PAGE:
how the writer must have determined the order of the
      sentences within it. Point out the tell-tale signs e.g. choice
      of connectives. This could be done as a whole class using
      the OHP or as a group investigation with paragraphs
      produced onto cards.

      Give the students a topic sentence and some bullet points
       of information. Ask students to construct a series of
       sentences around the bullet points to build up a paragraph.

      Card sort - give the students a paragraph where the
       sentences have been cut up into strips and ask them to
       organise the sentences back into a paragraph. They must
       explain how the paragraph is structured (e.g. by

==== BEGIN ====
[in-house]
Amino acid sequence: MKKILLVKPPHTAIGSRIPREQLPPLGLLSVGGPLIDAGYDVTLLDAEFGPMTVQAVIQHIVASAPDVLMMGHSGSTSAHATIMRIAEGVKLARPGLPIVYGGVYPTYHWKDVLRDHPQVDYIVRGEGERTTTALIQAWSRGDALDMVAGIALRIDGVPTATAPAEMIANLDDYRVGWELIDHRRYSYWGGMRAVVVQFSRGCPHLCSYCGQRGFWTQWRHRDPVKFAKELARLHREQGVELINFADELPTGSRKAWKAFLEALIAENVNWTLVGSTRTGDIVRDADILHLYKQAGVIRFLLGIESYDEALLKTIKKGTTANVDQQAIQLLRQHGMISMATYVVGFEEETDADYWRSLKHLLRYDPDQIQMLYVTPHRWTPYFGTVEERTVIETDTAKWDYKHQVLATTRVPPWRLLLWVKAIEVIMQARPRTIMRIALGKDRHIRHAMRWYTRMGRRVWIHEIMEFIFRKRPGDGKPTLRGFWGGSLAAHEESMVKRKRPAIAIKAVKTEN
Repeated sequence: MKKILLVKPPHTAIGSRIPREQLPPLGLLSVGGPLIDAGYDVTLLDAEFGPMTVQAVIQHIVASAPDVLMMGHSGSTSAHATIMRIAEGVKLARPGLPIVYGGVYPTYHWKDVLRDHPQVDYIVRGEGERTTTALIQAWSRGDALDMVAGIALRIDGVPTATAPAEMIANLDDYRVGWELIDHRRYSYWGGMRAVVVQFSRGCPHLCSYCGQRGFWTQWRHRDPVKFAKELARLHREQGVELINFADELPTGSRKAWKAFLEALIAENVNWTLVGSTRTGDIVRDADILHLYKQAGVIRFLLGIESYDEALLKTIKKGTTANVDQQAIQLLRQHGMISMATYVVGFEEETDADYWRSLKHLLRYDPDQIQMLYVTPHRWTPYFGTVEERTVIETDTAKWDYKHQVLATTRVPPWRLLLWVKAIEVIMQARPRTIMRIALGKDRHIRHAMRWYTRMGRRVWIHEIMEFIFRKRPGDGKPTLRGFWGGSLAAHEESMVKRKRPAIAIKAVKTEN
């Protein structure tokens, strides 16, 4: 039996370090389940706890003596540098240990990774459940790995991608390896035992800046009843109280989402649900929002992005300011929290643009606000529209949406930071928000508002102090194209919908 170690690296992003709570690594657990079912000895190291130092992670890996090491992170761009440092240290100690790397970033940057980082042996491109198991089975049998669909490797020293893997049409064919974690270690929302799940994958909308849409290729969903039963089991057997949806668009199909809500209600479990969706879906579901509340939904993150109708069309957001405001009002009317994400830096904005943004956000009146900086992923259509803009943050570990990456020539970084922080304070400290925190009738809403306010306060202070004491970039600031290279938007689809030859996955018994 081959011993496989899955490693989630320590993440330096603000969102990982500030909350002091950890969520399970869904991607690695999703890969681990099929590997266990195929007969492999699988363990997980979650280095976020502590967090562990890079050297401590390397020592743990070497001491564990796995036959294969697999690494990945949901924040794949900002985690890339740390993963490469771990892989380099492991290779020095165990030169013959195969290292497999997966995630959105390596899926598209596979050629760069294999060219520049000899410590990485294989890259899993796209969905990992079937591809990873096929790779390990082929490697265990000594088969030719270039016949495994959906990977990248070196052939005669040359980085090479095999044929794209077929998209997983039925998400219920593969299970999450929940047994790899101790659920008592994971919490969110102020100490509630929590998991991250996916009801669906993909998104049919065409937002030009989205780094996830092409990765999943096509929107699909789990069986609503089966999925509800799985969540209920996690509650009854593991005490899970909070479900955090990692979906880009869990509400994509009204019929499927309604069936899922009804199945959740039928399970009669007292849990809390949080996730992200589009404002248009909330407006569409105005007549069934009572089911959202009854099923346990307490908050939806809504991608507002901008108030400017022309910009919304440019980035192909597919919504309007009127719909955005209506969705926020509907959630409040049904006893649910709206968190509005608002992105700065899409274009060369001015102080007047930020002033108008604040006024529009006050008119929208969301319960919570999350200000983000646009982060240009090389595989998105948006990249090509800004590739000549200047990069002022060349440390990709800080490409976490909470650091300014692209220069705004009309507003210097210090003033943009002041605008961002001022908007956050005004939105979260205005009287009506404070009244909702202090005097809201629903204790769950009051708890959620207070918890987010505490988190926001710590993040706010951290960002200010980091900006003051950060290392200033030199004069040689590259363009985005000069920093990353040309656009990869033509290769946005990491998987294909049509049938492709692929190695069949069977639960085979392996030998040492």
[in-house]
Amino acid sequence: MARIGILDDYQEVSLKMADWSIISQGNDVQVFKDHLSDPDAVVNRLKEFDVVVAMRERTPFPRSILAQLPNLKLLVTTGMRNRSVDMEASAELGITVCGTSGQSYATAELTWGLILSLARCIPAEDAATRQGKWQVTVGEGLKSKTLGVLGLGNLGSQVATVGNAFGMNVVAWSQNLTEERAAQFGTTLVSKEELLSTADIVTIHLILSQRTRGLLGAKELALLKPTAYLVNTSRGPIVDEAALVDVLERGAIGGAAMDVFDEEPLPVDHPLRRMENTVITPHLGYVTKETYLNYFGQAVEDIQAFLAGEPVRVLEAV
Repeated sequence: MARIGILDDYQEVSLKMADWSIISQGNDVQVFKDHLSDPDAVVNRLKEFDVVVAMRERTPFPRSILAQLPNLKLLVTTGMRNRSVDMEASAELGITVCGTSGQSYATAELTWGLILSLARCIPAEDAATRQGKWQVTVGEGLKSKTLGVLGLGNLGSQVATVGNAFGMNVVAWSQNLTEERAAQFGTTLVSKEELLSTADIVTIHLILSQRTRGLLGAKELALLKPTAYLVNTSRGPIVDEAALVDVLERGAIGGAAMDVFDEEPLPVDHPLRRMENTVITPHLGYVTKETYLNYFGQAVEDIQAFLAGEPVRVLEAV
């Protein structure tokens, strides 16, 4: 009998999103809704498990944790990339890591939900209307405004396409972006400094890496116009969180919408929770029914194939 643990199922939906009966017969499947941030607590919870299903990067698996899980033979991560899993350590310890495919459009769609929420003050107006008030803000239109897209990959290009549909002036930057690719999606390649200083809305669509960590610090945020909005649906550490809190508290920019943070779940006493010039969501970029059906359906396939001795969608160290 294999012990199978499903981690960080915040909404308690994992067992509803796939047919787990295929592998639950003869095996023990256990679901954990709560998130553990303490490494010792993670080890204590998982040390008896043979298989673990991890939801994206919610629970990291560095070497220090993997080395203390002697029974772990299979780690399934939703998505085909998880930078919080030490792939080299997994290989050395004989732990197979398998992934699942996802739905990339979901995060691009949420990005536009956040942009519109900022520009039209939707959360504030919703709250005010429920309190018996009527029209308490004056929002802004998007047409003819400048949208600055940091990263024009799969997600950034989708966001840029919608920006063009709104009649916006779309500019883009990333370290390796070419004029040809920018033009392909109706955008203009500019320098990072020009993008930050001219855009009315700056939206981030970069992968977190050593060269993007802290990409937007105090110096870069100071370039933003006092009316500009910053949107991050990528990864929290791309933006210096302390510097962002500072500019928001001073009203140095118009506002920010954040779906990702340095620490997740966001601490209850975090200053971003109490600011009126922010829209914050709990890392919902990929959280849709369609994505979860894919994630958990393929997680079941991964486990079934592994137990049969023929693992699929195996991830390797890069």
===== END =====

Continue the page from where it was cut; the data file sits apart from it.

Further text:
chronology), and what the clues were that helped them
       complete the task, (e.g. sequencing connectives).

      Cloze – share a paragraph with the students that has the
       connectives blanked out. Students must identify how the
       paragraph is structured and suggest appropriate
       connectives to fill the gaps. This could be done using OHP
       and mini-whiteboards.

   3. Paragraph Links and Signposts
    Share a text with the students and ask them to identify
      how the paragraphs have been linked together. Highlight
      devices used.

      Card sort – students sort cards of connectives under
       headings that describe their function e.g. ‘Consequently’
       under ‘Cause and Effect’, ‘However’ under ‘To Contrast’.

      Cloze – share a text with the students that has the